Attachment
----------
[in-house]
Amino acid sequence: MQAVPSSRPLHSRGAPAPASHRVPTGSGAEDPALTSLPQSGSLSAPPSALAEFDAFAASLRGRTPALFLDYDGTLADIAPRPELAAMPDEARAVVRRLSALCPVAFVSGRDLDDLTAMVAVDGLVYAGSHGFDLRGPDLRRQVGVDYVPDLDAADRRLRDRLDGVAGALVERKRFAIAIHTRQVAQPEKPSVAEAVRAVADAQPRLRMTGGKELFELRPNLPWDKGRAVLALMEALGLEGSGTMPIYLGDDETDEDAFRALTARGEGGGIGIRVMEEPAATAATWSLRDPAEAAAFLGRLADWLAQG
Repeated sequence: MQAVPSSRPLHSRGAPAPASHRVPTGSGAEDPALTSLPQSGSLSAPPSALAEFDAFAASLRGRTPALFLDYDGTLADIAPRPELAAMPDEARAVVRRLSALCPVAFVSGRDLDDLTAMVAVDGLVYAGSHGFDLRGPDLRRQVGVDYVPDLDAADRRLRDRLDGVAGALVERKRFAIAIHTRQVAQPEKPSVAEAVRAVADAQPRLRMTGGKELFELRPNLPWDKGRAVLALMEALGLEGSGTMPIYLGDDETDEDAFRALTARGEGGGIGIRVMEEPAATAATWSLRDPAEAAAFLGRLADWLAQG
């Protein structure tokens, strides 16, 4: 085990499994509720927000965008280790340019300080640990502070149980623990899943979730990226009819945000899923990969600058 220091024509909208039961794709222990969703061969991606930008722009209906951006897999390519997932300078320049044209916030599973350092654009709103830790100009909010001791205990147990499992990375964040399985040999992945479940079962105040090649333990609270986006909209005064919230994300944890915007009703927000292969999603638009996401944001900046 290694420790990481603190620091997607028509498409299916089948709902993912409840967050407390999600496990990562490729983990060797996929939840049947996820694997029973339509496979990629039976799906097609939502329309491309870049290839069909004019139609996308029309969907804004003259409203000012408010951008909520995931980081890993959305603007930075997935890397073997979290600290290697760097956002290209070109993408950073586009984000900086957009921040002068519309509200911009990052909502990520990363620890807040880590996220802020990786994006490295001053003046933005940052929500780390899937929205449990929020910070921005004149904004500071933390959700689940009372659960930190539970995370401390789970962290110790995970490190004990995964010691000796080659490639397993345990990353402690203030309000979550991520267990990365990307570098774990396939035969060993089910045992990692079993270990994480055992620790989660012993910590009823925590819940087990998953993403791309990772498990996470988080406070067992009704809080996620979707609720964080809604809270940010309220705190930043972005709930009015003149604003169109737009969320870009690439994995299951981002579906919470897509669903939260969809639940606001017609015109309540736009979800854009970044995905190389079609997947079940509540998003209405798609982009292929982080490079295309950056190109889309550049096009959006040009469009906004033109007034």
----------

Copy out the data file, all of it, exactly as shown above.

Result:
[in-house]
Amino acid sequence: MQAVPSSRPLHSRGAPAPASHRVPTGSGAEDPALTSLPQSGSLSAPPSALAEFDAFAASLRGRTPALFLDYDGTLADIAPRPELAAMPDEARAVVRRLSALCPVAFVSGRDLDDLTAMVAVDGLVYAGSHGFDLRGPDLRRQVGVDYVPDLDAADRRLRDRLDGVAGALVERKRFAIAIHTRQVAQPEKPSVAEAVRAVADAQPRLRMTGGKELFELRPNLPWDKGRAVLALMEALGLEGSGTMPIYLGDDETDEDAFRALTARGEGGGIGIRVMEEPAATAATWSLRDPAEAAAFLGRLADWLAQG
Repeated sequence: MQAVPSSRPLHSRGAPAPASHRVPTGSGAEDPALTSLPQSGSLSAPPSALAEFDAFAASLRGRTPALFLDYDGTLADIAPRPELAAMPDEARAVVRRLSALCPVAFVSGRDLDDLTAMVAVDGLVYAGSHGFDLRGPDLRRQVGVDYVPDLDAADRRLRDRLDGVAGALVERKRFAIAIHTRQVAQPEKPSVAEAVRAVADAQPRLRMTGGKELFELRPNLPWDKGRAVLALMEALGLEGSGTMPIYLGDDETDEDAFRALTARGEGGGIGIRVMEEPAATAATWSLRDPAEAAAFLGRLADWLAQG
């Protein structure tokens, strides 16, 4: 085990499994509720927000965008280790340019300080640990502070149980623990899943979730990226009819945000899923990969600058 220091024509909208039961794709222990969703061969991606930008722009209906951006897999390519997932300078320049044209916030599973350092654009709103830790100009909010001791205990147990499992990375964040399985040999992945479940079962105040090649333990609270986006909209005064919230994300944890915007009703927000292969999603638009996401944001900046 290694420790990481603190620091997607028509498409299916089948709902993912409840967050407390999600496990990562490729983990060797996929939840049947996820694997029973339509496979990629039976799906097609939502329309491309870049290839069909004019139609996308029309969907804004003259409203000012408010951008909520995931980081890993959305603007930075997935890397073997979290600290290697760097956002290209070109993408950073586009984000900086957009921040002068519309509200911009990052909502990520990363620890807040880590996220802020990786994006490295001053003046933005940052929500780390899937929205449990929020910070921005004149904004500071933390959700689940009372659960930190539970995370401390789970962290110790995970490190004990995964010691000796080659490639397993345990990353402690203030309000979550991520267990990365990307570098774990396939035969060993089910045992990692079993270990994480055992620790989660012993910590009823925590819940087990998953993403791309990772498990996470988080406070067992009704809080996620979707609720964080809604809270940010309220705190930043972005709930009015003149604003169109737009969320870009690439994995299951981002579906919470897509669903939260969809639940606001017609015109309540736009979800854009970044995905190389079609997947079940509540998003209405798609982009292929982080490079295309950056190109889309550049096009959006040009469009906004033109007034």